EPA LOOSENS REGULATIONS ON TOXIC AIR POLLUTION

In a brief legal memo, the Trump EPA has dropped “once in, always in” (OIAI), a Clinton-era EPA policy that aimed to lock in reductions of hazardous air pollution from industrial sources.

Industry lawyers and Senate Republicans have long argued that eliminating OIAI will actually provide a stronger incentive for businesses to reduce emissions, since they can now more easily lower emissions and avoid the regulations that major pollution sources must endure.

However, environmental activists and lawyers are concerned with the abrupt change, saying that it may actually increase exposure to hazardous air pollution—especially among vulnerable populations, who live near major industrial polluters more often.

“They’re really going to be killing people,” said Hip-Hop Caucus vice president Mustafa Ali, the former environmental justice head at EPA, in an interview with Earther. “You’re going to have all types of public health problems.”

To see how OIAI worked, imagine a business that emits 11 tons of a given hazardous air pollutant (HAP) per year. Under EPA regulations, facilities that emit more than 10 tons of one HAP, or 25 tons of HAPs in total, are reclassified from area sources to major sources.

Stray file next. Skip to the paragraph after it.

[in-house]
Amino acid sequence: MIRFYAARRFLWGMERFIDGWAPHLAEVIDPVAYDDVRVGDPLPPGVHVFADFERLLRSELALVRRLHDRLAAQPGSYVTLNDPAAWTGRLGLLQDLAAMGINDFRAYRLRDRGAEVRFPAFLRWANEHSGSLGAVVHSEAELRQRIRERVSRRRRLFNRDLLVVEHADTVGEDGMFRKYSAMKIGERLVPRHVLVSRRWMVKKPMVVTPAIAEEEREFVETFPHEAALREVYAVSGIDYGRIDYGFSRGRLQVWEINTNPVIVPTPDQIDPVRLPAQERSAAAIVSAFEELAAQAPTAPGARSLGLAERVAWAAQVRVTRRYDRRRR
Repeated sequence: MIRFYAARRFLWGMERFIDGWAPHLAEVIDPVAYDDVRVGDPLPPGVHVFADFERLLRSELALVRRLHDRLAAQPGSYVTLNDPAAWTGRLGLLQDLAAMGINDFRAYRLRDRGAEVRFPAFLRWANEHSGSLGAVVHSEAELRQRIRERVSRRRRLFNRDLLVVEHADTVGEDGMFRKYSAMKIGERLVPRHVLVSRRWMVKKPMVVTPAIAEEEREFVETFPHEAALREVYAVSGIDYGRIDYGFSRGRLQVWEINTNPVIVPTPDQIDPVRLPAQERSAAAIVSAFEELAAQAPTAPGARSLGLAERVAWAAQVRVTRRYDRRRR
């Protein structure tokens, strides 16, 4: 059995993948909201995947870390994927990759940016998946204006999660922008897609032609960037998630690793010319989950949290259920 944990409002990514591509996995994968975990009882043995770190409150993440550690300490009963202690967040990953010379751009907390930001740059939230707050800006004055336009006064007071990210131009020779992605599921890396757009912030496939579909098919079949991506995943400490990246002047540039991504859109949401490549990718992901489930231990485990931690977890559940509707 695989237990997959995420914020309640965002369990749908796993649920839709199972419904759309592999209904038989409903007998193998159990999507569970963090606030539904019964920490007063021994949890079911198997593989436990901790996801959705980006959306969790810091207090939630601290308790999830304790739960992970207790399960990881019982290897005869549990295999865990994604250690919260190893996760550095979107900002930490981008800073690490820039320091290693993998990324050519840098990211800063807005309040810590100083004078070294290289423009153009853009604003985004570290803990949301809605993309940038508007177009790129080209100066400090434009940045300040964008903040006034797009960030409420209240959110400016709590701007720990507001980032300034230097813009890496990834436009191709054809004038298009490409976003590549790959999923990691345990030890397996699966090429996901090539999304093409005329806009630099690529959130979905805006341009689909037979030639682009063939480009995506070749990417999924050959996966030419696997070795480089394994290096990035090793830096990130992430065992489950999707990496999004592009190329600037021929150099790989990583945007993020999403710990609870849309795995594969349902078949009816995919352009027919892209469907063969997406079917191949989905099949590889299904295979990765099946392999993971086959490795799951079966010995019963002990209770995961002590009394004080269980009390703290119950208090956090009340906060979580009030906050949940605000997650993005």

By law, major sources must retool their processes to get their emissions down to the lowest levels set by peers within the industry. These benchmarks are called the Maximum Achievable Control Technology, or MACT, standards.

By hewing to MACT standards, let’s say the company’s HAP emissions go down from 11 tons per year to three tons. According to OIAI, the company would have to abide by MACT standards permanently, locking in eight tons of annual emissions reductions.

Under the new EPA policy, however, the company could do just enough to reduce emissions from 11 tons to nine. By dropping below the 10-ton threshold, the company goes from being a major source to being an area source—thereby jettisoning the MACT requirement.

While going from 11 tons of emissions to nine is technically a reduction, it’s actually more pollution relative to what the facility could have achieved by complying with MACT standards. This phenomenon, called “backsliding,” is what OIAI aimed to prevent.

Environmental groups are poised to sue the EPA to block the policy change.

“This is among the most dangerous actions that the Trump EPA has taken yet against public health,” said John Walke, clean air director at the Natural Resources Defense Council (NRDC), in a statement. “NRDC will fight this terrible decision to unleash toxic pollutants with every available tool.”

Full list at National Geographic